If you are interested in integrating with the OSF, we want to hear from you! Please contact support@osf.io.

Fedora post logo

Recent Blogs

The Content of Open Science

What Second Graders Can Teach Us About Open Science

What's Going on With Reproducibility?

Open Science and the Marketplace of Ideas

3 Things Societies Can Do to Promote Research Integrity

How to Manage and Share Your Open Data

Interview with Prereg Challenge Award Winner Dr. Allison Skinner

Next Steps for Promoting Transparency in Science

Public Goods Infrastructure for Preprints and Innovation in Scholarly Communication

A How-To Guide to Improving the Clarity and Continuity of Your Preregistration

Building a Central Service for Preprints

Three More Reasons to Take the Preregistration Challenge

The Center for Open Science is a Culture Change Technology Company

Preregistration: A Plan, Not a Prison

How can we improve diversity and inclusion in the open science movement?

OSF Fedora Integration, Aussie style!

Replicating a challenging study: it's all about sharing the details.

How Preregistration Helped Improve Our Research: An Interview with Preregistration Challenge Awardees

Some Examples of Publishing the Research That Actually Happened

Are reproducibility and open science starting to matter in tenure and promotion review?

The IRIS Replication Award and Collaboration in the Second Language Research Community

We Should Redefine Statistical Significance

Some Cool New OSF Features

How Open Source Research Tools Can Help Institutions Keep it Simple

OSF Add-ons Help You Maximize Research Data Storage and Accessibility

10 Tips for Making a Great Preregistration

Community-Driven Science: An Interview With EarthArXiv Founders Chris Jackson, Tom Narock and Bruce Caron

A Preregistration Coaching Network

Why are we working so hard to open up science? A personal story.

One Preregistration to Rule Them All?

Using the wiki just got better.

Transparent Definitions and Community Signals: Growth in the Open Science Community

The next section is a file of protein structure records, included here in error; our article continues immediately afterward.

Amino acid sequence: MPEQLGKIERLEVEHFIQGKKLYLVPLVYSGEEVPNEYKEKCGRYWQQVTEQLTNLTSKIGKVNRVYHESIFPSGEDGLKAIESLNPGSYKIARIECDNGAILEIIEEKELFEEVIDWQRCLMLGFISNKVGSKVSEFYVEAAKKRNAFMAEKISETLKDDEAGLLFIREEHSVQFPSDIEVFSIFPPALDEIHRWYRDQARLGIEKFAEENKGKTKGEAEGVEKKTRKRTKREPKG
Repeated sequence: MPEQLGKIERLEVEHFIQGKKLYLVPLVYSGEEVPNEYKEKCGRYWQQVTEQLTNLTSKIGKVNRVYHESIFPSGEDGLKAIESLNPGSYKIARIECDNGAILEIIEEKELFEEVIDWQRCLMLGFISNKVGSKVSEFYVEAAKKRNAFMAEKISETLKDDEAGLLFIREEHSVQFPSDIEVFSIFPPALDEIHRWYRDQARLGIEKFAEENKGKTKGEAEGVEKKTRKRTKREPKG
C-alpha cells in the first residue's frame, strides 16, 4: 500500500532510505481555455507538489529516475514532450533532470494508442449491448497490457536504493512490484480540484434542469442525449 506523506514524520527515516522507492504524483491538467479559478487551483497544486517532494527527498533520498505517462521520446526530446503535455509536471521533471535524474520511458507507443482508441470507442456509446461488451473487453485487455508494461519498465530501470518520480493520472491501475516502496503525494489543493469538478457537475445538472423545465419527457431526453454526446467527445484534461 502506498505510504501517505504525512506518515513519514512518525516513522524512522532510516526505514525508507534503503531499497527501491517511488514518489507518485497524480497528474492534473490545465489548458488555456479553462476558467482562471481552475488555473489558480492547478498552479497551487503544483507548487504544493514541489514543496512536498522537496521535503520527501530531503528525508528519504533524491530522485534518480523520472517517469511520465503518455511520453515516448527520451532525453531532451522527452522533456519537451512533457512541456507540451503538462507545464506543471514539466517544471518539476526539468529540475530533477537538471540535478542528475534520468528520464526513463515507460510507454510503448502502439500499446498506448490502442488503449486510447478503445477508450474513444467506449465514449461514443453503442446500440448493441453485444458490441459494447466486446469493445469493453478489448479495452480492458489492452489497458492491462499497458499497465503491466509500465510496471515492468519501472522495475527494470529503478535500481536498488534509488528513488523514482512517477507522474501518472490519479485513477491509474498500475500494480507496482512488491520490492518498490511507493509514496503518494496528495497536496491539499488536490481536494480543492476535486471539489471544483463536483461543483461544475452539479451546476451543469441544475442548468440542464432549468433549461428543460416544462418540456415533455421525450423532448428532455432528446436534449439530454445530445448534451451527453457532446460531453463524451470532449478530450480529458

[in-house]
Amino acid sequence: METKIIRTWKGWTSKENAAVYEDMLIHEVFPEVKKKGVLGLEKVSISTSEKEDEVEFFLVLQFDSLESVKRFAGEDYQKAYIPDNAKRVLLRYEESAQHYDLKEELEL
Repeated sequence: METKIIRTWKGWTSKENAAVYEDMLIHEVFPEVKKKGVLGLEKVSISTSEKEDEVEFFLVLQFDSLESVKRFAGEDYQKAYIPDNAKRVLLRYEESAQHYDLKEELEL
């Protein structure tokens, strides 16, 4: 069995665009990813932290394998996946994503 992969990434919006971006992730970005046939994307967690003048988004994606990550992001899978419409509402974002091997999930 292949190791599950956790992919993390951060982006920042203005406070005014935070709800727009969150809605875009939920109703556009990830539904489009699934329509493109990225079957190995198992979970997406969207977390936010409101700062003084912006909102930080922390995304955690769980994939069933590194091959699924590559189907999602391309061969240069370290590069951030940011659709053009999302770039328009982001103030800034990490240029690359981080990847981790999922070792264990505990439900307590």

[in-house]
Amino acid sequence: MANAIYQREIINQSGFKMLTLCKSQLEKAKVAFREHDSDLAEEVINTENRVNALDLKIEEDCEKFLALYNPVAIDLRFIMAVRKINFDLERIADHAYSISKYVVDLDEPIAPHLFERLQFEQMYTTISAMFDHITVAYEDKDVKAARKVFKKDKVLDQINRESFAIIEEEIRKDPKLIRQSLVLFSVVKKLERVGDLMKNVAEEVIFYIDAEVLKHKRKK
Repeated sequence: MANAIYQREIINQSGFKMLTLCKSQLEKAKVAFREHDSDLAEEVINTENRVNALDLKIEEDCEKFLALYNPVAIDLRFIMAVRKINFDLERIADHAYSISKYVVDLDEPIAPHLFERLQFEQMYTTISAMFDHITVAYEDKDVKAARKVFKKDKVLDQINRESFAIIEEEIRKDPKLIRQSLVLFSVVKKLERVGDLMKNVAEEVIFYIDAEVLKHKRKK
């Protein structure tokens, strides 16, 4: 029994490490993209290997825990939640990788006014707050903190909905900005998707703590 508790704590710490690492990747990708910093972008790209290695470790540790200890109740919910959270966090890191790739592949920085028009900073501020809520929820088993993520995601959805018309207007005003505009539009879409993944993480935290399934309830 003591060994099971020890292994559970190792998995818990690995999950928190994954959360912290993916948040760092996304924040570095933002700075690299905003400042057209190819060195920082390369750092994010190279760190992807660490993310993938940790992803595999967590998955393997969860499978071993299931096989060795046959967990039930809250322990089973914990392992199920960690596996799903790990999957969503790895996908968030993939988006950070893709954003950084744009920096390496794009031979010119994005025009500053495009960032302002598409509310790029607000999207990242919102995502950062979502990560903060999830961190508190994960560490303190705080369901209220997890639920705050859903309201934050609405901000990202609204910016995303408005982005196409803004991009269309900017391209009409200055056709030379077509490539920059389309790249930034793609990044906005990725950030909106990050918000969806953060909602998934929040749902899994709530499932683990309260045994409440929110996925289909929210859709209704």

We're Committed to GDPR. Here's How.

Preprints: The What, The Why, The How.

The Prereg Challenge Is Ending. What's Next?

We are Now Registering Preprint DOIs with Crossref

Using OSF in the Lab

Psychology's New Normal

How Open Commenting on Preprints Can Increase Scientific Transparency: An Interview With the Directors of PsyArxiv, SocArxiv, and Marxiv

The Landscape of Open Data Policies

Open Science is a Behavior.

Why pre-registration might be better for your career and well-being

Interview: Randy McCarthy discusses his experiences with publishing his first Registered Report

Towards minimal reporting standards for life scientists

Looking Back on the Prereg Challenge and Forward To More Credible Research

OSF: Origin, growth, and what’s next

A Critique of the Many Labs Projects

The Rise of Open Science in Psychology, A Preliminary Report

Strategy for Culture Change

New OSF Registries Enhancements Improve Efficiency and Quality of Registrations

Registered Reports and PhD’s – What? Why? How? An Interview with Chris Chambers

How to Collaborate with Industry Using Open Science

How to Build an Open Science Network in Your Community

Seven Reasons to Work Reproducibly

COS Collaborates with Case Medical Research to Support Free Video Publishing for Clinicians and Researchers

This website relies on cookies to help provide a better user experience. By clicking Accept or continuing to use the site, you agree. For more information, see our Privacy Policy and information on cookie use.